Calibrating Electron Dose

There are circumstances where the user of a TEM needs to have a reasonably accurate estimate of the electron dose for a given specimen or set of images or for images of the same specimen recorded over multiple sessions on the TEM. In addition, software such as Gatan's DigitalMicrograph package uses the relationship between beam current on the sample and the counts recorded in an image to estimate the electron dose that the specimen receives (or perhaps better put, to estimate the number of electrons per pixel in the image that produces its contrast). Other software such as serialEM can control TEM settings with respect to the electron beam incident on the specimen, and track the electron dose regardless of the amount of scattering that the specimen causes. All these indicators of the electron dose at the specimen require some sort of calibration of both the instrument and the software.

Numerous procedures exist to estimate the absolute strength of the electron beam in a TEM, but the most accurate way to determine and calibrate the electron dose on an electron microscope is through the use of aFaraday cup. This allows the user to measure the beam current (with nothing in the beam path) very accurately under a variety of different beam conditions (e.g., changing the condenser apertures and spot sizes) and to correlate the beam current with lens settings, camera outputs, etc.

calibration curve of counts per electron for the EMC's JEOL JEM 3200FSIn Jan, 2015, Jaap Brink (TEM product manager for Life Sciences with JEOL), Mike VanEtten (one of the JEOL service engineers for the Bloomington area) and David Morgan calibrated the electron dose on the EMC's JEOL JEM 3200FS using a Faraday cup. This involved recording the beam current using the Faraday cup while different combinations of second condenser lens aperature (CLA settings 1 through 4 - largest to smallest - in terms of the operation of this instrument) and spot size settings 1 through 5 (strongest to weakest electron beam) were used to adjust the strength of the electron beam. At the same time, an image of the actual electron beam was acquired using the UltraScan 4000 CCD camera. Imaging conditions were chosen so that all the images could be recorded under the same conditions over the range of beam current created by the various aperture/spot size combinations. For the 3200FS and the UltraScan 4000 CCD camera combination, an exposure of 0.25 s at a magnification of 30,000x was used. The electron beam was centered within the CCD frame in order to include the entire electron beam within each image. In addition, for the exposures where the electron beam was at its most intense (larger condenser aperatures and lower spot size numbers), the beam was expanded to cover as much of the CCD as possible while still being completely on the detector. This step was critical in order to not over-saturate the CCD elements and (potentially) damage the camera.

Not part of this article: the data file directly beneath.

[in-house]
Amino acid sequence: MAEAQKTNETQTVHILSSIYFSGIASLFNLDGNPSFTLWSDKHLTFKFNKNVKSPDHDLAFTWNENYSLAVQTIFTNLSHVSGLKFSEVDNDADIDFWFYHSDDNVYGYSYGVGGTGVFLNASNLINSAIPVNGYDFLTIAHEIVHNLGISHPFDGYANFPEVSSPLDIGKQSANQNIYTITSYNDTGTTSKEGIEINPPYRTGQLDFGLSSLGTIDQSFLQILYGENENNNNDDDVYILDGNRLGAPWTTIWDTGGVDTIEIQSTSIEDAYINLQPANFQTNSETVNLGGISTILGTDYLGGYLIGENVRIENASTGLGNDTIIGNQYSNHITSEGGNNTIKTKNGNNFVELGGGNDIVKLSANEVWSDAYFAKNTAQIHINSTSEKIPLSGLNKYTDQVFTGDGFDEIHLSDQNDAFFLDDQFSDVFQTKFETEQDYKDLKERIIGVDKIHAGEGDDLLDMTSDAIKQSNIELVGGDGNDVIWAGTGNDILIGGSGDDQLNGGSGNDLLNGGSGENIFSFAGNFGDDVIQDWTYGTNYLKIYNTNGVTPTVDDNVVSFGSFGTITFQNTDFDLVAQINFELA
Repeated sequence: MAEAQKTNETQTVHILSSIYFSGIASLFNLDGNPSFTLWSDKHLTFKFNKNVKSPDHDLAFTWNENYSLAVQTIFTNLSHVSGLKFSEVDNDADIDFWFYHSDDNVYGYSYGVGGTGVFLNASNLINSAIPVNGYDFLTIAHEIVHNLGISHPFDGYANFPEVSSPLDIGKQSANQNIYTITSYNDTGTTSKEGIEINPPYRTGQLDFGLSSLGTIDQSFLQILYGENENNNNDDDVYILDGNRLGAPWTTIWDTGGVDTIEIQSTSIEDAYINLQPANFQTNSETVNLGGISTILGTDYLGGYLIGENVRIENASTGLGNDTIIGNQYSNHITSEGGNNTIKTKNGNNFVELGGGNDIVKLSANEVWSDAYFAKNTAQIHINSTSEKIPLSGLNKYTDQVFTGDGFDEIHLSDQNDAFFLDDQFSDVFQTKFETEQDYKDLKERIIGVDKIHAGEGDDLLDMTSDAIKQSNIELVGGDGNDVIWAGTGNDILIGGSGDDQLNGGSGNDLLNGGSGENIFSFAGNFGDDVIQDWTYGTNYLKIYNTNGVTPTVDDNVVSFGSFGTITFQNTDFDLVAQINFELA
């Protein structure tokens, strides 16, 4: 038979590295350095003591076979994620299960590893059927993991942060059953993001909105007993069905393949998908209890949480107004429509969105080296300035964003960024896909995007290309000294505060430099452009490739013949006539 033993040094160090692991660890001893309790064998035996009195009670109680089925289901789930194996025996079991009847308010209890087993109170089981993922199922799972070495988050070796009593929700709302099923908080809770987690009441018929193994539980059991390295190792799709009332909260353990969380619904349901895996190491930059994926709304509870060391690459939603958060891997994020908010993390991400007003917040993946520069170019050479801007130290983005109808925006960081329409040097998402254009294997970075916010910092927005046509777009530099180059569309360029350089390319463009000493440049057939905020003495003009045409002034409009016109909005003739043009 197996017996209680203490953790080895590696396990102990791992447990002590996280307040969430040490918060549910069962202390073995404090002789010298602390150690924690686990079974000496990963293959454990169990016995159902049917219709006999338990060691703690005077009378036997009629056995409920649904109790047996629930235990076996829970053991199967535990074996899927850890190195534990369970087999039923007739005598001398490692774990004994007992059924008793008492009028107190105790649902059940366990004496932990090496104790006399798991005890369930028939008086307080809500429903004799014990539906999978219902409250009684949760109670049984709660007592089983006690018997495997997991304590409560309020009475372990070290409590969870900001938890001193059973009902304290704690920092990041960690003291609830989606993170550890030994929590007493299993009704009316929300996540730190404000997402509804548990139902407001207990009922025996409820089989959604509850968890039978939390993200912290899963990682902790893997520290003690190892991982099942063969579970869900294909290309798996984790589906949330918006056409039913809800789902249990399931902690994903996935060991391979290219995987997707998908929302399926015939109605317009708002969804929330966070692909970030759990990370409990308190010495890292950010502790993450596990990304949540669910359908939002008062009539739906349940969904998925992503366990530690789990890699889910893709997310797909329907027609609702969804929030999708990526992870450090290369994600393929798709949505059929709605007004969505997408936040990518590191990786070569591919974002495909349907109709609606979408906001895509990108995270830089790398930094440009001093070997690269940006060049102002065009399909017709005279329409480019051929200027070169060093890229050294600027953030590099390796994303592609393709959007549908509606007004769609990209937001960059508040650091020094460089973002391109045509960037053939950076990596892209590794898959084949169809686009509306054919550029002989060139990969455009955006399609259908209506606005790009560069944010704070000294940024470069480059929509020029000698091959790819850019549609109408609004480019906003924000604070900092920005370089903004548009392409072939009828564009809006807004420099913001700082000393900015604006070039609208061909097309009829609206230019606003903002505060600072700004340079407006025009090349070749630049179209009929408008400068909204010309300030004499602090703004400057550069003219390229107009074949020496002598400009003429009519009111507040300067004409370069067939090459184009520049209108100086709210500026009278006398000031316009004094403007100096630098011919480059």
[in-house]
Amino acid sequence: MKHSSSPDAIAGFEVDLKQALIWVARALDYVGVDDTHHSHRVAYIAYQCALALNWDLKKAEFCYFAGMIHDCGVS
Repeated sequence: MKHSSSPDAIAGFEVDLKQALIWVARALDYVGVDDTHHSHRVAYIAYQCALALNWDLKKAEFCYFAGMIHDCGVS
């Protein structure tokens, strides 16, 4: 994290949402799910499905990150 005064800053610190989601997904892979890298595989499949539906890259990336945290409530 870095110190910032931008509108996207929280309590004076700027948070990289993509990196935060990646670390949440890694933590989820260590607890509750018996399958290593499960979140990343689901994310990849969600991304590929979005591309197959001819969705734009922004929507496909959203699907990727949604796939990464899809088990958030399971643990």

Note: Provided that the electron beam stays completely within the Faraday cup, the current reported by the device does not depend on things like lens astigmatism and the size of the electron beam. Images used to calibrate the number of counts per electron incident on the CCD's phosphor are also insensitive to things beam properties such as astigmatism, beam tilt, etc.

The Faraday cup readings were reported in nanoamperes (nA) and the images were simply converted into the total counts within each image (with no attempt to account for any background signal). Provided the CCD elements are not near saturation, there will be an average number of counts generated per electron that hits the CCD's phosphor. The plot above estimates this value by converting the nA reading of the Faraday cup into electrons/sec and plotting that vs the number of counts per image for a 1 sec exposure. In the case of the EMC's 3200FS, the number of counts per incident electron is 6.74.

This value is significantly different from both the value determined when the CCD camera was installed and from an earlier estimate during the calibration of serialEM on this microscope. However, we reset both these programs to reflect this more accurate calibration. At least for the time immediately after this Faraday cup calibration was performed, the reading of the pico-ampmeter when the focusing screen of the 3200FS is inserted was also adjusted so that when the meter is read at a magnification of 40,000x, the reported pA/cm2 is the same as the electrons/Å2 that the specimen experiences.